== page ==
I must admit with the world in turmoil socially, physically, and spiritually my blog posting practice suffered. I had hoped to have adventured with you through our holy noticing of water, air, and fire by now.
What do they say about God's merriment at our best made plans...
I found that what has been left of my energy this summer was turned towards serving my students as they returned to an unprecedented hybrid learning environment at Wingate University in the midst of COVID19 in the rural American Bible belt ... and if that was not enough ... just prior to a very polarized Presidential election.
But water is life and what better way to rejuvenate my blog posting and spirit than to take this opportunity to reflect on water and hold it in tension with my elation at the start of the Spirit of Creation.
May I ask that we begin with a small moment of holy noticing? My spirit needs this...
Listen to the ebb and flow of Garth Stevenson’s composition “The Southern Seas” LINK Check out this video of Garth Stevenson performing the Magical Sounds of the Arctic Whales and watch footage of this graced encounter. This musical creation was the fruit of his journey to Antarctica, where his new neighbors, seals and penguins, icebergs, and other artists (garthstevenson.com) inspired him.
Close your eyes
Let the watery depths soothe your soul and allow your memory to take you to a time when you were with or in or beside the waters.
Imagine what the breath of God over the dark, stormy, moving waters must have felt like
This ancient water lives on in the water cycles on our planet today
Imagine if you are striped of these intimate moments with, in, and by the planet's waters touched by the breath of God. Imagine if your most formative experience of water is contamination, pollution, fear, death?
What would you do to change this?
I thought this mellifluous moment of holy noticing was the perfect way to christen the beginning of the Season of Creation #seasonofcreation. This year's theme is “Jubilee for the Earth: New Rhythms, New Hope” and it began with a Day of Prayer September 1st and extends until October 4th, the feast of St. Francis of Assissi.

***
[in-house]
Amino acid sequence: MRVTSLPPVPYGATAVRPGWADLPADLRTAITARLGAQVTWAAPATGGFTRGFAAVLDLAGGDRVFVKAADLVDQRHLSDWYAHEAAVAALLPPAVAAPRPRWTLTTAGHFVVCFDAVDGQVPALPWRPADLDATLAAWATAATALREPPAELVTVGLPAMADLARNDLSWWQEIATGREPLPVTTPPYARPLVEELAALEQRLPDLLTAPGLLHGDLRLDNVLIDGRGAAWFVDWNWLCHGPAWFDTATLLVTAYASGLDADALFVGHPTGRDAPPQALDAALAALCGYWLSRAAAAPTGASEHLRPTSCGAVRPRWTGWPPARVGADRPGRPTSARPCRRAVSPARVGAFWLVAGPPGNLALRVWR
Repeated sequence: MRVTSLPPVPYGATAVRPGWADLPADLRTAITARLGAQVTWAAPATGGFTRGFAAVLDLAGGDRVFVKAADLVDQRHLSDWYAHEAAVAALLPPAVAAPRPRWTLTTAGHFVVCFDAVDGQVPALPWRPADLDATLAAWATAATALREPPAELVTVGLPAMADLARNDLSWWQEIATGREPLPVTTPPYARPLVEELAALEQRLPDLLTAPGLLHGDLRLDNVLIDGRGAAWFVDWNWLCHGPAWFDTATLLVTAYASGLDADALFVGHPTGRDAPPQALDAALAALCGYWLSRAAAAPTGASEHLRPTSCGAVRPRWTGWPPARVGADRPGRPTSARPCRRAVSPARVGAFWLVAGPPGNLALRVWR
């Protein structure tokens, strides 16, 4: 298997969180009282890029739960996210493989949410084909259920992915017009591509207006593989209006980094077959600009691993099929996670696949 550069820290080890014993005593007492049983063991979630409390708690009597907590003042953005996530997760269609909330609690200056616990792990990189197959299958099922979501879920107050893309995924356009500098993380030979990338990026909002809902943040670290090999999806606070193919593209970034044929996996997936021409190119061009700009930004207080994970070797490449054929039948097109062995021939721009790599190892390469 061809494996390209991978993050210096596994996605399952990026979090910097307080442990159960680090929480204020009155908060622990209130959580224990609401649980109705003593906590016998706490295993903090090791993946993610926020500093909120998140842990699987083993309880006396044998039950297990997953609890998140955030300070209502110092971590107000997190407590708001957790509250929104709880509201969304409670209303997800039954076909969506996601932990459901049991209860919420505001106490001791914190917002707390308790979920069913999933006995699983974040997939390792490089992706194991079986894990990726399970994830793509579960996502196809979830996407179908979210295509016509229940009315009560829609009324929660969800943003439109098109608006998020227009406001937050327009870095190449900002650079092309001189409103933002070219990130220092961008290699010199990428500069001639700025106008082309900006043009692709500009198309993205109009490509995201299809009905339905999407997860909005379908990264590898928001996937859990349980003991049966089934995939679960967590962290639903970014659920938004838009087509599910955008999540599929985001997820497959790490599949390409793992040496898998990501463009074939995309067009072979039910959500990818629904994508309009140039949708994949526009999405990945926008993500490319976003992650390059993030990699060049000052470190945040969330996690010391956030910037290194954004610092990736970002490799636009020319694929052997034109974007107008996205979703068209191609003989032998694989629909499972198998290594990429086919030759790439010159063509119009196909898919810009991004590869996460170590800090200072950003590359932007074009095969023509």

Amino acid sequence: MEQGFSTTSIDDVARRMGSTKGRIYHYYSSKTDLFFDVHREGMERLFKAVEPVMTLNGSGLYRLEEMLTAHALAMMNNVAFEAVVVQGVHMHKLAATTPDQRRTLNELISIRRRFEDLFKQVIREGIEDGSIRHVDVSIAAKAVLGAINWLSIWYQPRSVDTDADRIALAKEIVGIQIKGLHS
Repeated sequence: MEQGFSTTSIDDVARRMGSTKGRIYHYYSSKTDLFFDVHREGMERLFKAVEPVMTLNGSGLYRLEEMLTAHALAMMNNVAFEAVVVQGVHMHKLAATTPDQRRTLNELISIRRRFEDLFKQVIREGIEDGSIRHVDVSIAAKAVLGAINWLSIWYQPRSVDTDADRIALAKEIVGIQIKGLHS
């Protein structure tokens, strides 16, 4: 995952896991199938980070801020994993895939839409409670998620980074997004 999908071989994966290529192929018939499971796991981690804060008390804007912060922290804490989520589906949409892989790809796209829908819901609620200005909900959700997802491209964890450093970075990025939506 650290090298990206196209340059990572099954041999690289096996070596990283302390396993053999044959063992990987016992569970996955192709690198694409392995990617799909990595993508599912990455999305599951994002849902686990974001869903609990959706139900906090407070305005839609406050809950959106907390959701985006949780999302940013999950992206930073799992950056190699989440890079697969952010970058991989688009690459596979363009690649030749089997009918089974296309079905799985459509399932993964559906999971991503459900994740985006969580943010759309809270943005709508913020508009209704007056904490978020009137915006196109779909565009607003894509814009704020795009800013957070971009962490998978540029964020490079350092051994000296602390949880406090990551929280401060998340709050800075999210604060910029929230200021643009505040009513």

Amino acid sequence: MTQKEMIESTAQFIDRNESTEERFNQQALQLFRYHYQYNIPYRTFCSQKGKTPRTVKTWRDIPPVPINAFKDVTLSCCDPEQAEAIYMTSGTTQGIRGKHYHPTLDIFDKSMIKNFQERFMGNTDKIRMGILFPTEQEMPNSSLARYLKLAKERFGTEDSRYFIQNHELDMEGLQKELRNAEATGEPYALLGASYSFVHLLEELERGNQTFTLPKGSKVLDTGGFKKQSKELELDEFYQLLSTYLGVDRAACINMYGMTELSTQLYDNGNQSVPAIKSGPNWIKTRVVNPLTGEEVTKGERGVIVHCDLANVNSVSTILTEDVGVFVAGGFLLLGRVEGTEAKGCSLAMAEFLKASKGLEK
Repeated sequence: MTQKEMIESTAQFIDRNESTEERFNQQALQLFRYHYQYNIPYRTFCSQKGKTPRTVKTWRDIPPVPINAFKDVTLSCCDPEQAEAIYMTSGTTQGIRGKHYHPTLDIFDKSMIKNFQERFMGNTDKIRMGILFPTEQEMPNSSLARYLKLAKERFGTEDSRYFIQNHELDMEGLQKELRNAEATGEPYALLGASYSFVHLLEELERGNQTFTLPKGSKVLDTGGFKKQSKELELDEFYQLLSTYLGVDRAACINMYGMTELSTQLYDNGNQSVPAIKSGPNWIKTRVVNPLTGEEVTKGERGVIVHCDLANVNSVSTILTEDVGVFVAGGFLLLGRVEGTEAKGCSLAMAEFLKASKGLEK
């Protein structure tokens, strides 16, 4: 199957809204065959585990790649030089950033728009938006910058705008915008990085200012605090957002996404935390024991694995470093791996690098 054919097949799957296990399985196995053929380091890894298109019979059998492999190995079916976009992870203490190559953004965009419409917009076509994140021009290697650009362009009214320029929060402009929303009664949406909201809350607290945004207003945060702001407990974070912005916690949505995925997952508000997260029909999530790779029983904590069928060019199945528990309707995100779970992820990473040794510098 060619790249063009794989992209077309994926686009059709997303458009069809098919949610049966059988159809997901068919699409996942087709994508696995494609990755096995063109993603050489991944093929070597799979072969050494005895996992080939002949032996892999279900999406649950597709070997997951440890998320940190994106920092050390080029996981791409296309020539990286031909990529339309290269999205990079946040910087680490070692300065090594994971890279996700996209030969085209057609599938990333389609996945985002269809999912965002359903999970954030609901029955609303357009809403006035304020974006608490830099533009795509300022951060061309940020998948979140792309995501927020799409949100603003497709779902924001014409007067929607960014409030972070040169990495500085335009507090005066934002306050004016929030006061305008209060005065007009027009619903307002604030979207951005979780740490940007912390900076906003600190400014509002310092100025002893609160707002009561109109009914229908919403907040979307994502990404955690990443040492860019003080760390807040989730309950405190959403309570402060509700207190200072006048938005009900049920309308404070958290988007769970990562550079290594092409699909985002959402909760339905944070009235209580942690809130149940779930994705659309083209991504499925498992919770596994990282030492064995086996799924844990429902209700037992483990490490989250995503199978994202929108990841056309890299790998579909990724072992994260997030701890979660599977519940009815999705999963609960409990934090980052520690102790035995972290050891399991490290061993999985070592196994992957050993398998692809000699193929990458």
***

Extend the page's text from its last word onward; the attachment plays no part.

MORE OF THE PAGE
The Season of Creation unites the world’s 2.2 billion Christians around one shared purpose. With so much injustice all around us, now is the time for Christians everywhere to come together and show the world how to love each other and creation.
If you have not watched the 2020 video created by the Vatican, you need to.
Its extolling the beauty of our common home is poignantly held in tension with the plundering and exploitation being done by the global North to the places and people of the global South. Clearly you can hear the vulnerable communities and ecosystems crying out for redress. This is an edge that has been missing, I believe from other season of Creation resources. See for yourself ... check out the first 30 seconds of the 2016 video in comparison with 2020's.
How are they similar yet profoundly different?
What changed in the past four years?
The Season of Creation is a time to renew our relationship with our Creator and all creation through celebration, conversion, and commitment together. During the Season of Creation, we join our sisters and brothers in the ecumenical family in prayer and action for our common home
I want to pick up this blog on the holy noticing of water by connecting to a pivotal statement from my last blog that bears repeating.
Our ignorance about water is a privilege.
So let us begin with an examination of what we really know about water ...
On our planet, how many people lack access to clean drinking water?
What gender is suffers most because of this? Why?
How far do women in rural Africa have to walk each day to haul 40 pds of water for their families?
How many toddlers under the age of 5 die each day due to diarrhea caused by poor water and sanitation?
By 2050, how many people will be impacted by water shortages?
What is a 2030 SDG (do you know what this is?) connected to water?
How many people in the world lack access to basic sanitation?
In the United States we lead an extremely “wet” existence without really knowing it.
Everything we do is a function of water. Even the brain with which you understand these
words is 73 percent water.
It might be invisible to us now, but before the industrial era, water controlled the rhythm of human activity. Water shaped where and how we lived, worked, and worshiped.